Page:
A road is seen near Coldfoot, Alaska. The move by the Interior Department calls for a new study of a proposal to build 200 miles of road through one of the nation's largest roadless areas in Alaska. File Photo by Jim Lo Scalzo/EPA-EFE
Feb. 23 (UPI) -- President Joe Biden's administration says that it wants to do another study for plans to build an Alaska mining road that would cut a path through indigenous territory and one of the United States' largest roadless areas -- suspending a Trump-era proposal.
The Ambler Road would create more than 200 miles of road, but the plan has been controversial among Alaska politicians and environmentalists. It would cross traditional homelands of Alaska Native communities including the Koyukon, Tanana Athabascans and Inupiat peoples.
The road, approved in mid-2020, would run from the Dalton Highway near Fairbanks to the Ambler Mining District -- which has deposits of gold, copper and other valuable metals.
The Interior Department said on Tuesday that it will suspend the right of way for the road until the new assessment is done, contending that the prior study under former President Donald Trump had serious issues.
The move brought condemnation from Republican Alaskans in Congress, including Sens. Lisa Murkowski and Dan Sullivan and Rep. Don Young.
"America's lack of mineral security should be one of the Biden administration's highest priorities, but its incoherent policies are making the problem worse," Murkowski said in a statement.
"This decision will harm Alaska, including the Alaska Natives who support and will benefit from this project. Nor could it come at a worse time: How can the Biden administration possibly watch Russia leverage Europe on natural gas, and then decide to put the United States in the exact same position on minerals?"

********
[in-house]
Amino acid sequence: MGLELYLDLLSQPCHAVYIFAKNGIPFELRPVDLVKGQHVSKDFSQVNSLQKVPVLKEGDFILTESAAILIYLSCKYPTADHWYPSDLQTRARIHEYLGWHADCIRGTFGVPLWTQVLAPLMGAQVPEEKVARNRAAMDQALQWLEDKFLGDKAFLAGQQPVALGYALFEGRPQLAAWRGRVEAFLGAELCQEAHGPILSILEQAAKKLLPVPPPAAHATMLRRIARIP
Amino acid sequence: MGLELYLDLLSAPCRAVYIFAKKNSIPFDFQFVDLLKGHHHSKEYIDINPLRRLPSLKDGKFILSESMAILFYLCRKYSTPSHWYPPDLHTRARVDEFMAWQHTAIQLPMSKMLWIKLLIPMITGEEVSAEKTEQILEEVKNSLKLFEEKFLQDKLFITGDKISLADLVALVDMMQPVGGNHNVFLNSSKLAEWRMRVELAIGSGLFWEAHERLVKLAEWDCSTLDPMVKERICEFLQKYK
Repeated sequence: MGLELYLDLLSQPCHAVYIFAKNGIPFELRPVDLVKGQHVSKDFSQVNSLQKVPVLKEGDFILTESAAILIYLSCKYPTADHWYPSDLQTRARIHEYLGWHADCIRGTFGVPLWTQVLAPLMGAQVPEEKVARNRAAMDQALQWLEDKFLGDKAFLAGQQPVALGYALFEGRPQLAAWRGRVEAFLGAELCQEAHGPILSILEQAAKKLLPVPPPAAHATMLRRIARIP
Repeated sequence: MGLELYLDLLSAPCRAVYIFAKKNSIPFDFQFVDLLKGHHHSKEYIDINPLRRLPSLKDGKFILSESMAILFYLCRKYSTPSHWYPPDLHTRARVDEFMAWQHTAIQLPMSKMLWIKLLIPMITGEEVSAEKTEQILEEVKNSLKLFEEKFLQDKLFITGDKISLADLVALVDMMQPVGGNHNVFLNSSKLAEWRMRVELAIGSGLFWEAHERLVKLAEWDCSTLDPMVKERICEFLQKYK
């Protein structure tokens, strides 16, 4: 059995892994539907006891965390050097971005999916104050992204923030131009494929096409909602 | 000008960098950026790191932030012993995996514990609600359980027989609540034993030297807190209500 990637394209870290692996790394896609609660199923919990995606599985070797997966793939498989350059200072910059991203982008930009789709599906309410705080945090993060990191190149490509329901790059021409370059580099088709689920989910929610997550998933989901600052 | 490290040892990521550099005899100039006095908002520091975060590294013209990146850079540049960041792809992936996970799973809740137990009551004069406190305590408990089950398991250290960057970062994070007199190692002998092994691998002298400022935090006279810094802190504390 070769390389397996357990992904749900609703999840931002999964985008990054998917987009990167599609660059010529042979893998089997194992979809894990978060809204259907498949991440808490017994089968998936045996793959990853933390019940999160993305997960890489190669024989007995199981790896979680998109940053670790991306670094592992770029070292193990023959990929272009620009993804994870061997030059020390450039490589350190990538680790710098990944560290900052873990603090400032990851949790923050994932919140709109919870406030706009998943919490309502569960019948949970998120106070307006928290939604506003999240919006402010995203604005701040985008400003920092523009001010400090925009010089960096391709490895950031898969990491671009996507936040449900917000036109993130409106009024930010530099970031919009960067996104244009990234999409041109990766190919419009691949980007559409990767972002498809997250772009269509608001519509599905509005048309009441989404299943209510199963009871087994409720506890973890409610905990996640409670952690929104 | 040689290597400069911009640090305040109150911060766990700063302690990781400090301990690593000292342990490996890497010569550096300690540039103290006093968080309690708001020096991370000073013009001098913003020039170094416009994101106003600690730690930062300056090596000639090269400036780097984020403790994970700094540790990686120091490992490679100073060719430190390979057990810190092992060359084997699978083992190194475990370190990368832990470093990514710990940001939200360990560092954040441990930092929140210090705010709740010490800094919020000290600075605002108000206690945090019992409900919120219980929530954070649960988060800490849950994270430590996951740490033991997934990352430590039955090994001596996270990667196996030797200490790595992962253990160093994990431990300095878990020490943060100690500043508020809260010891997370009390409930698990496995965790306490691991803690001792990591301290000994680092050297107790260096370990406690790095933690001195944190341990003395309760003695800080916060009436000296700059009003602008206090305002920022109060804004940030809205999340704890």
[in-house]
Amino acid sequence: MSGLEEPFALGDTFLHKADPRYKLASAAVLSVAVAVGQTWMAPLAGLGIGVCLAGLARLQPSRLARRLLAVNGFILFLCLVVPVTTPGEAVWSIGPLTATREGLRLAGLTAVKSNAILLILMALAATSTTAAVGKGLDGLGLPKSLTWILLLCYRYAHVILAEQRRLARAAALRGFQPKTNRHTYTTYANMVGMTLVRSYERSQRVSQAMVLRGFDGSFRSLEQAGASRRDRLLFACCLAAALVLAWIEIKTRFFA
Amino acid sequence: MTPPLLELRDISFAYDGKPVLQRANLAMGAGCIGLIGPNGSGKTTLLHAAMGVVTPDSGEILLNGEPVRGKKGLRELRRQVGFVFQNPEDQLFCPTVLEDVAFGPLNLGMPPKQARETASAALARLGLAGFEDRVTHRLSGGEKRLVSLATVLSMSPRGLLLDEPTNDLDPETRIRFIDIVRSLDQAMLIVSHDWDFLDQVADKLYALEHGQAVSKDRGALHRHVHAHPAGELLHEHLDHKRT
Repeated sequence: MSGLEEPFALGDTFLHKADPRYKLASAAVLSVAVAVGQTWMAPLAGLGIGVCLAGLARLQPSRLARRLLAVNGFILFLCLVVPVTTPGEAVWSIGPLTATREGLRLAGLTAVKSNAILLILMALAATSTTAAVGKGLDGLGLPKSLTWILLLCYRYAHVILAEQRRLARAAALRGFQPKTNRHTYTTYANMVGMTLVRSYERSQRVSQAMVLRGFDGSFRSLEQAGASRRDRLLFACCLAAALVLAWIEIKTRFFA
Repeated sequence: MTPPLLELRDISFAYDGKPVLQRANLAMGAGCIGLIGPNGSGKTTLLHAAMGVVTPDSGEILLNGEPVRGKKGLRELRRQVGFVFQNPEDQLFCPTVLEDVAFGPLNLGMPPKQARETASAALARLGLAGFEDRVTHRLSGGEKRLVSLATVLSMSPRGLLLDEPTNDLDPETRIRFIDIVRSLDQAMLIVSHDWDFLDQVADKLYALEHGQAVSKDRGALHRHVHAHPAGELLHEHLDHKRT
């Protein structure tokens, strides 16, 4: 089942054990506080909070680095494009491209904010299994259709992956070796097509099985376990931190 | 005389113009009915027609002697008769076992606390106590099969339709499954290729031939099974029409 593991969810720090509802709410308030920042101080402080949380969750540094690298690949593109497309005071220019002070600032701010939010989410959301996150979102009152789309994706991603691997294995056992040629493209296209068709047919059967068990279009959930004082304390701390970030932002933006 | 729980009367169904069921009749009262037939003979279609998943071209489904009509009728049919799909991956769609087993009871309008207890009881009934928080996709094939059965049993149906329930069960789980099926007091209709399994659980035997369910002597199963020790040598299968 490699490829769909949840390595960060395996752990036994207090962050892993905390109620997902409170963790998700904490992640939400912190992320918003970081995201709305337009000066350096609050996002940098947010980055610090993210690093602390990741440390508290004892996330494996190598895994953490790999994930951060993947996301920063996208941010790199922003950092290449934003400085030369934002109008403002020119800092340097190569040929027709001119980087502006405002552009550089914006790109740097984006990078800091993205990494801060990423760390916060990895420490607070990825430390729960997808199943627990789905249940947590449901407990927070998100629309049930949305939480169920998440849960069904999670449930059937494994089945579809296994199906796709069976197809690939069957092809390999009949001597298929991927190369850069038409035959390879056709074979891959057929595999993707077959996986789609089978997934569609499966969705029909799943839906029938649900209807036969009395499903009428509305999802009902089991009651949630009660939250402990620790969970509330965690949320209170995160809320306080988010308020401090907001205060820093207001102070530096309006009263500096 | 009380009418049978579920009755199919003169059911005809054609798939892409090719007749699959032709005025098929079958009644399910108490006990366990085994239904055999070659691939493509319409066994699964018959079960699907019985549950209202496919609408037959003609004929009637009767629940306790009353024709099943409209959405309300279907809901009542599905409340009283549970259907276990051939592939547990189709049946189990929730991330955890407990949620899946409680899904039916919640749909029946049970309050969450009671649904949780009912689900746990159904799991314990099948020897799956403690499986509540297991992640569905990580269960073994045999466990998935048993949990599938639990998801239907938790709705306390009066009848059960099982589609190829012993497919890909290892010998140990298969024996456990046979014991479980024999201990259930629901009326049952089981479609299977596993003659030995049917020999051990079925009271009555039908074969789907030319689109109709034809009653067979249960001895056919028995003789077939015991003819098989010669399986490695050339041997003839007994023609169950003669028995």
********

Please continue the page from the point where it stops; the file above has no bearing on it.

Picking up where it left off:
The Tanana Chiefs Conference supported the decision and called on Alaska to drop the Ambler Road proposal altogether.
"The 200-plus mile Ambler road represents a fundamental threat to our people, our subsistence way of life and our cultural resources," Brian Ridley, president of the conference, said in a statement.
"We appreciate that the federal government recognized the flaws in the previous administration's decisions to permit the road. We believe any objective review of the full impacts of this project, including the mining that it would facilitate, would demonstrate that constructing this road through the heart of our traditional lands would be a terrible idea."
The environmental group Trustees for Alaska says that the department's move doesn't go far enough.
"We appreciate that Interior acknowledged the legal problems with the prior administration's analysis of impacts to subsistence and cultural resources, but it is hugely troubling that it ignored a number of fundamental legal violations," Suzanne Bostrom, senior staff attorney with Trustees for Alaska, said in a statement. "This project never should have been authorized in the first place."
Biden met with several government and industry officials on Tuesday and announced investments to increase U.S. production of key minerals, which he said will reduce reliance on foreign supply chains.